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Special Assignment: Out Too Soon?

News 12 at 11 o'clock, May 20, 2010

THOMSON, Ga.---It was an unthinkable murder. A 15-year old guns down his family. A step-mother, father, and 6-year old sister killed in their own home. It's been 23 years since Thomson High School freshman Eric Poole murdered his family, but for family, friends, and investigators it feels like only yesterday.

Now Eric Poole is free, paroled after serving his time.

Family and friends knew something was wrong when Janice and Tony Poole never showed up to work that February morning and were alarmed when 6-year old Michelle was absent from school. But it wasn't until their bullet riddled bodies were found did all their lives change.

With it's light blue shutters, it looks like the outside of an average 1987 home, but inside lies a gruesome crime scene.

"This is something we cannot forget even though we would like to forget. And I don't like thinking about this case, I don't like reminding myself what I saw," says Toombs Circuit District Attorney Dennis Sanders.

"We get a call saying there's been a triple homicide, never crossed my mind it was a family. A mother, father and most of all a 6-year old child," says former GBI Agent and current Columbia County Investigator David Rush.

Investigators say 15-year old Thomson freshman Eric Poole first shot his step-mother Janice. Janice was shot twice asleep in her bed.

Then he turned to 6-year old Michelle. Eric shot her seven times in the hallway.

Then when his father Tony returned home from work, he opened fire on him, shooting him five times. His paper bag lunch fell next to him.

"It was shocking, devastating, bewildering," says Sanders.

"Why, you know? The baby. The mama and daddy are bad enough, but why kill her?" Asks family member Fred Windom.

Fred Windom and other family members knew the day would come when Eric would be paroled and released from prison, but they didn't imagine it so soon.

"Not in my lifetime anyway," says Windom.

Even though Eric pleaded guilty to three counts of murder, the maximum sentence at the time was two life sentences. Back then, a life sentence was only ten years. And he could paroled after serving only seven of them.

"This case and other cases like this one are what ultimately led to life without parole," says Sanders. "They need to take into consideration the current law is 30 plus 30."

Eric Poole, inmate 220128 was released this March. After serving just over 23 years.

"I never dreamed that he would only serve 20 years. Somehow that doesn't seem to be appropriate," says Rush.

News 12 requested Georgia Pardon's and Parole Board open Eric's file. Eric had had no disciplinary action since 1998 and completed numerous self help programs. He finished his GED behind bars, and worked at a transitional center before being released. We also found that there were no letters in support for his release.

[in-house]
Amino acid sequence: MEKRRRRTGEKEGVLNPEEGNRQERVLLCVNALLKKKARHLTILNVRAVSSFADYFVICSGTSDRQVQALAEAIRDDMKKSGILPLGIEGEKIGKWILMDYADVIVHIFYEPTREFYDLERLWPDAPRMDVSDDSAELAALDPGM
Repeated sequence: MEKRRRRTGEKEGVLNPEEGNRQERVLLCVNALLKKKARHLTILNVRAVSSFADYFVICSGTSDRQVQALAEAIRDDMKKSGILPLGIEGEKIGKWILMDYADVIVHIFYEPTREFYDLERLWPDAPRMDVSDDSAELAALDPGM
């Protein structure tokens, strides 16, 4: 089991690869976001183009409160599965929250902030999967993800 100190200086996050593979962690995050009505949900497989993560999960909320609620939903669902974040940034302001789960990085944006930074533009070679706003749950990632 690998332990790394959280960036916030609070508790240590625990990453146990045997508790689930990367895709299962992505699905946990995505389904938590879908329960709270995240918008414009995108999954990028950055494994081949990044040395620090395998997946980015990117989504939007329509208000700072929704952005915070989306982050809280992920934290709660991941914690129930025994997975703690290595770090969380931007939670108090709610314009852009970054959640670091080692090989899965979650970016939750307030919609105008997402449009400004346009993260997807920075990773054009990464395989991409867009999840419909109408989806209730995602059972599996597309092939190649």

"I was pretty much...shocked," describes Rush. "I doesn't seem fair for the victims or their family."

With technology changing over the years, no one ever signed up for the Department of Corrections to notify them of changes in Eric's incarceration. But even though the family wasn't notified, Pardons and Parole says the District Attorney must be.

"I didn't get anything. I was not notified by the pardons and parole board," says Sanders.

Neither was Sheriff Logan Marshall, a lead investigator two decades ago. "Normally before the person is released we'll normally get a sheet stating that on a particular date they will be released but we never received that," says McDuffie County Sheriff Logan Marshall.

"I don't think they told anybody," adds Windom.

"I don't blame the family at all for being terribly upset and disgusted at the way it was handled," says Rush. "If that is the way things are done, it needs to be changed for good."

Growing up a man behind bars, many wonder if that boy who killed his family all those year ago has changed.

"Do you think after 23 years he could still be a danger?" Asks News 12's Katie Beasley.

"I'm not gonna say he can't be because I still have a lot of questions in this case. I know what I saw, and any one who would do that-- I don't want to be around. I've got to be honest with you," answers Sanders.

"If he did it 3 times, why not?" Says Windom.

"I hope he's changed. I hope he's turned his life around and can be a productive member of society now and they'll be another judgment day for him," adds Rush.

"I would be very uneasy if he was my next door neighbor," says Sanders.

The board says their job is to "Weigh punishment with rehabilitation and decide at what point enough is enough." This was Eric's third time up for parole. He was denied in 1995 and again in 2002.

At 38-years old, Eric is now living and working in East Point, Georgia. Under the conditions of his parole, Eric is on electronic monitoring, pays fees to victim's services, and must continue intervention and rehabilitation programs.

News 12 did try to contact Eric Poole. The Department of Corrections has an address, but no phone number listed. We've also tried to contact him through family members, but have not been successful.

He has never apologized to the victim's families, or expressed why he murdered his family.


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